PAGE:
5. Secondary Aim 5 - To compare change in depression symptom on the Patient Health Questionnaire-9 (PHQ-9) from baseline to week 8 between Go! To sleep (GTS) and controls in people with epilepsy and moderate-to-severe insomnia symptoms. [ Time Frame: Baseline to 8 weeks ]
    The number of participants with change in depression symptom on the Patient Health Questionnaire-9 (PHQ-9) score, total range score of 0-27, from baseline to week 8 in people with epilepsy (PWE)and moderate-to-severe insomnia with Go! To sleep (GTS) program compare to the number of participants with depression symptom on the Patient Health Questionnaire-9 (PHQ-9) score from baseline to week 8 in people with epilepsy (PWE) and moderate-to-severe insomnia without Go! To sleep (GTS) program

  6. Secondary Aim 6-To assess the relationship of change in sleep quality on the Pittsburgh Sleep Quality Inventory (PSQI) and adherence of Go! To sleep (GTS) program. [ Time Frame: Baseline to 8 weeks ]
    The relationship between change in sleep quality on the Pittsburgh Sleep Quality Inventory (PSQI) score (total score range of 0-21), and the number of the day of participation and total number of lessons completed in Go! To sleep program in people with epilepsy (PWE) and moderate-to-severe insomnia with Go! To sleep (GTS) program.

  7. Secondary Aim 7-To assess the relationship of change in fatigue symptom on the Fatigue Severity Scale (FSS) and adherence of Go! To sleep (GTS) program. [ Time Frame: Baseline to 8 weeks ]
    The relationship between change in fatigue symptom on the Fatigue Severity Scale (FSS) score (total range score of 9-63), and the number of the day of participation and total number of lessons completed in Go! To sleep program in people with epilepsy (PWE) and moderate-to-severe insomnia with Go! To sleep (GTS) program.

  8. Secondary Aim 8-To assess the relationship of change in daytime sleepiness symptom on the Epworth Sleepiness Scale (ESS) and adherence of Go! To sleep (GTS) program. [ Time Frame: Baseline to 8 weeks ]
    The relationship between change in daytime sleepiness symptom on the Epworth Sleepiness Scale (ESS) score (total range score of 0-24), and the number of the day of participation and total number of lessons completed in Go! To sleep program in people with epilepsy (PWE) and moderate-to-severe insomnia with Go! To sleep (GTS) program.

  9. Secondary Aim 9-To assess the relationship of change in self-reported daily total sleep time (TST) (average of minutes of total sleep time in one week) and adherence of Go! To sleep (GTS) program [ Time Frame: Baseline to 8 weeks ]
    The relationship between change in self-reported daily total sleep time (TST) (average of minutes of total sleep time in one week) and the number of the day of participation and total number of lessons completed in Go! To sleep program in people with epilepsy (PWE) and moderate-to-severe insomnia with Go! To sleep (GTS) program.

  10. Secondary Aim 10-To assess the relationship of change in depression symptom on the Patient Health Questionnaire-9 (PHQ-9) and adherence of Go! To sleep (GTS) program. [ Time Frame: Baseline to 8 weeks ]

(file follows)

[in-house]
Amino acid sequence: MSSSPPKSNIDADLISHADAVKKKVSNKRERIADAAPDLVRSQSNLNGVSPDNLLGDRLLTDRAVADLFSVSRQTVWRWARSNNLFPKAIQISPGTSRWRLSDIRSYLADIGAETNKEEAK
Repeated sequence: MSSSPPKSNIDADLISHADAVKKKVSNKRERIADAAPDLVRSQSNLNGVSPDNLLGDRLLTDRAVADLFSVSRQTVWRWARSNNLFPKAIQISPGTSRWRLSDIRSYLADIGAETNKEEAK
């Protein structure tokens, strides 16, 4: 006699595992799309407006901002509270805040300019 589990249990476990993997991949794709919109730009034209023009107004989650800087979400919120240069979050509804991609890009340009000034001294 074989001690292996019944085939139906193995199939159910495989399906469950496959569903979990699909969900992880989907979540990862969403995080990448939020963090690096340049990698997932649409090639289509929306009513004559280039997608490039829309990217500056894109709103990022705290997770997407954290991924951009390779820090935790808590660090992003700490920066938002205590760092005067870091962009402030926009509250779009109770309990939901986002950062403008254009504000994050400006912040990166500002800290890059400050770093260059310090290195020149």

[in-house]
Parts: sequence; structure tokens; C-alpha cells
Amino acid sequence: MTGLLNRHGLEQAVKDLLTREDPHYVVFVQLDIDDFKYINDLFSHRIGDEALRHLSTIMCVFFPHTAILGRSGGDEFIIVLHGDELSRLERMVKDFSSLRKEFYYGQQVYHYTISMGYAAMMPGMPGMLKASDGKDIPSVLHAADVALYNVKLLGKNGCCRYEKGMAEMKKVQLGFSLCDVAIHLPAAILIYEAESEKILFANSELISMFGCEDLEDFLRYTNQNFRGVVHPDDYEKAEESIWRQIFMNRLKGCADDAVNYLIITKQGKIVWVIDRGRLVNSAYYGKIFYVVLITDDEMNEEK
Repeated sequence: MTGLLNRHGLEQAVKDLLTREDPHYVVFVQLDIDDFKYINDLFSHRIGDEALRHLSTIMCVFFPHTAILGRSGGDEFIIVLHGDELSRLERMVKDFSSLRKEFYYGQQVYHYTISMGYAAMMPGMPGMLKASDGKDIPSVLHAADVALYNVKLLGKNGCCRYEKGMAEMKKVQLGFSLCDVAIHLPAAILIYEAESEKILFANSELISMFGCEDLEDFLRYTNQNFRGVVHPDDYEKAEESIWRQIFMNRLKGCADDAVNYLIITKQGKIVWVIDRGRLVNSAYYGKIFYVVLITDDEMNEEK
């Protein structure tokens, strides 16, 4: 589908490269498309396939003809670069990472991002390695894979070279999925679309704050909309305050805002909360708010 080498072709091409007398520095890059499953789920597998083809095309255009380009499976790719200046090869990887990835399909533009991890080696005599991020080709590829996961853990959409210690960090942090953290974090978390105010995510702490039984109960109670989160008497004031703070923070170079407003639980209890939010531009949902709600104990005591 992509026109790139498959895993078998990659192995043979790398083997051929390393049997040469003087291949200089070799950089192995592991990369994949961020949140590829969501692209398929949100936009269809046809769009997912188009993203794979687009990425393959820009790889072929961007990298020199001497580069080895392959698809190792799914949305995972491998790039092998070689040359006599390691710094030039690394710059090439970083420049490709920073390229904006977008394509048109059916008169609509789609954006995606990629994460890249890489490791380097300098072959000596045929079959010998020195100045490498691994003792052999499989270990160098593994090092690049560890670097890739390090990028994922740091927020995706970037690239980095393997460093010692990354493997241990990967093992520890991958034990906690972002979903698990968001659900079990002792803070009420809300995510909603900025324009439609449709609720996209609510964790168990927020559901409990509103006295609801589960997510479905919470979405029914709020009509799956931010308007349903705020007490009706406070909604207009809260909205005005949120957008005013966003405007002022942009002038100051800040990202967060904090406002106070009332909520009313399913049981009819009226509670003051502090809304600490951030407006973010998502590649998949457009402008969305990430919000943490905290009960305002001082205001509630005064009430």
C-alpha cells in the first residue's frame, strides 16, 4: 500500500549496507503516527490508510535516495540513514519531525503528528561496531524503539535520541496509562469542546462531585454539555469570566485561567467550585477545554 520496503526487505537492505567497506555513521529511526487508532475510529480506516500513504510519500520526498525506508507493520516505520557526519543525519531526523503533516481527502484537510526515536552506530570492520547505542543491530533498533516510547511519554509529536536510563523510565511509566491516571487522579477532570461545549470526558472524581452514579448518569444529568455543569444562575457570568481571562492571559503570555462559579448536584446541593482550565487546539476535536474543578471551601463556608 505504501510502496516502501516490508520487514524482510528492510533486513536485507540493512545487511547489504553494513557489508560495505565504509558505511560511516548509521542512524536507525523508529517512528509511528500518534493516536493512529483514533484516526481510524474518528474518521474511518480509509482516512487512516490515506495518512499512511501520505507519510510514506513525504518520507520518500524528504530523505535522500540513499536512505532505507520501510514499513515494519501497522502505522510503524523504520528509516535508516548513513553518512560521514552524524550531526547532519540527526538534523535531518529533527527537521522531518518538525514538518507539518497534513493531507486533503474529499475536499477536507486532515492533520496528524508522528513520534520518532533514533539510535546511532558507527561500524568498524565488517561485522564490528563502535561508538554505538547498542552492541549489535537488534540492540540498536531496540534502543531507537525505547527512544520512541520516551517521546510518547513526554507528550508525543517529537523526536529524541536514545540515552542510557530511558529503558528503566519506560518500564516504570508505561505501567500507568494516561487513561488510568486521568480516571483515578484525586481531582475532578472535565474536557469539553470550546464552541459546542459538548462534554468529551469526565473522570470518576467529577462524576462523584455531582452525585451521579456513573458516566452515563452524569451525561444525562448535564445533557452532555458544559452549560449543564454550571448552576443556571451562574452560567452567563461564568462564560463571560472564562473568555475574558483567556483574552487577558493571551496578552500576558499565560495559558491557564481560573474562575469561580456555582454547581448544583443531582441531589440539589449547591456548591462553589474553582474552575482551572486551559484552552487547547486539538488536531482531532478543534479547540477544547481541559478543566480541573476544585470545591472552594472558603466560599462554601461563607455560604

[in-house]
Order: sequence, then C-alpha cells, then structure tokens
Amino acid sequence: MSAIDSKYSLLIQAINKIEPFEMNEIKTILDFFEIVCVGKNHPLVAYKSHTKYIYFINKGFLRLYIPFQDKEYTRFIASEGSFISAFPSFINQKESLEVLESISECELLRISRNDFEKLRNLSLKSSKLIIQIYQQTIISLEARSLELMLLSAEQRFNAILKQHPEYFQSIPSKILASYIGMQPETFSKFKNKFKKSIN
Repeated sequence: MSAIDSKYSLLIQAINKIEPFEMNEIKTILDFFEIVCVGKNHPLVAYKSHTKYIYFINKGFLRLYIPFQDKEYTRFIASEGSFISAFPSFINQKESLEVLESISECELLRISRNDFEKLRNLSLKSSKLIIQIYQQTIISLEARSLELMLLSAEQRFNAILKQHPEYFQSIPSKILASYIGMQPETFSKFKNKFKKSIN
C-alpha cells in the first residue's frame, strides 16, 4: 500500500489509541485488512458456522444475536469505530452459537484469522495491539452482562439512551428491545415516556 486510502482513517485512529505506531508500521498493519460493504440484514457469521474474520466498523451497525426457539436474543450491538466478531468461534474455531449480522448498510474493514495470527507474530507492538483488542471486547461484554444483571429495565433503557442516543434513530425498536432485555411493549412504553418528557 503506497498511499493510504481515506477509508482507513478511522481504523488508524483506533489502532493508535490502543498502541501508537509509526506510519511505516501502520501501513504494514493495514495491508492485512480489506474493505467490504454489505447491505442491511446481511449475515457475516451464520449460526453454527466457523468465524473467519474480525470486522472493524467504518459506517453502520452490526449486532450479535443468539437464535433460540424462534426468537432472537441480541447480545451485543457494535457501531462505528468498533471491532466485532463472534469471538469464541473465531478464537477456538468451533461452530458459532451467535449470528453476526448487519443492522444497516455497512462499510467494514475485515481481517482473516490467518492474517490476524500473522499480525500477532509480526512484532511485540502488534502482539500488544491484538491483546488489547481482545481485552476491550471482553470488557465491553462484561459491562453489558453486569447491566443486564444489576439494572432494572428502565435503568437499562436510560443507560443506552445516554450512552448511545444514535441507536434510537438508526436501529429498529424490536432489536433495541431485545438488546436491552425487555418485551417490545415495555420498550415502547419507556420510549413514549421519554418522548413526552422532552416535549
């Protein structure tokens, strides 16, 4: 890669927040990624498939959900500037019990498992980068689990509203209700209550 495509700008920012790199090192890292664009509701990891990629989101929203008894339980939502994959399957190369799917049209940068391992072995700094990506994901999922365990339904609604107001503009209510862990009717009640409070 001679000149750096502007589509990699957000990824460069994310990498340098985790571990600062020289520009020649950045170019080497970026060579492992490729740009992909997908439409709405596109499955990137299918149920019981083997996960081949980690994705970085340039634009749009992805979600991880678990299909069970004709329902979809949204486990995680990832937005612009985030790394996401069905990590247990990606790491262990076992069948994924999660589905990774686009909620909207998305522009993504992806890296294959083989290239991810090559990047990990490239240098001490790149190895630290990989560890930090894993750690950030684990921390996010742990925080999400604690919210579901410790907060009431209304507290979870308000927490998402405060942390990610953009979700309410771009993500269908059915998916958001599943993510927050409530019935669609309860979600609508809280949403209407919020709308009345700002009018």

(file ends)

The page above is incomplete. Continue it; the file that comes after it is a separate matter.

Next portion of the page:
The relationship between change in depression symptom on the Patient Health Questionnaire-9 (PHQ-9) score (total range score of 0-27) and the number of the day of participation and total number of lessons completed in Go! To sleep program in people with epilepsy (PWE) and moderate-to-severe insomnia with Go! To sleep (GTS) program.

  11. Secondary Aim 11-To describe participant barrier to use the on-line Go! To sleep program by using Barrier to Computerized Cognitive Behavioral Therapy for Insomnia (CCBT-i) questionnaire [ Time Frame: 8 weeks ]
    The people with epilepsy (PWE) and moderate-to-severe insomnia with Go! To sleep (GTS) program report barriers to use the on-line Go! To sleep (GTS) program by complete Barrier to Computerized Cognitive Behavioral Therapy for Insomnia (CCBT-i) questionnaire at week 8.

  12. Secondary Aim 12-To compare change in sleep quality on the Pittsburgh Sleep Quality Inventory (PSQI) and mean daily seizure frequency from baseline to week 8 between GTS and controls in PWE and moderate-to-severe insomnia symptoms. [ Time Frame: Baseline to 8 weeks ]
    The number of participants with change in sleep quality on the Pittsburgh Sleep Quality Inventory (PSQI)(total score range of 0-21),in both people with epilepsy (PWE)and moderate-to-severe insomnia with Go! To sleep (GTS) program and without Go! To sleep (GTS) program compare to change in total daily seizure frequency (amount of focal and generalized seizure per day) from baseline to week 8.

  13. Secondary Aim 13-To compare change in fatigue symptom on the Fatigue Severity Scale (FSS) and mean daily seizure frequency from baseline to week 8 between GTS and controls in PWE and moderate-to-severe insomnia symptoms. [ Time Frame: Baseline to 8 weeks ]
    The number of participants with change in fatigue symptom on the Fatigue Severity Scale (FSS) score (total range score of 9-63), in both people with epilepsy (PWE)and moderate-to-severe insomnia with Go! To sleep (GTS) program and without Go! To sleep (GTS) program compare to change in total daily seizure frequency (amount of focal and generalized seizure per day) from baseline to week 8.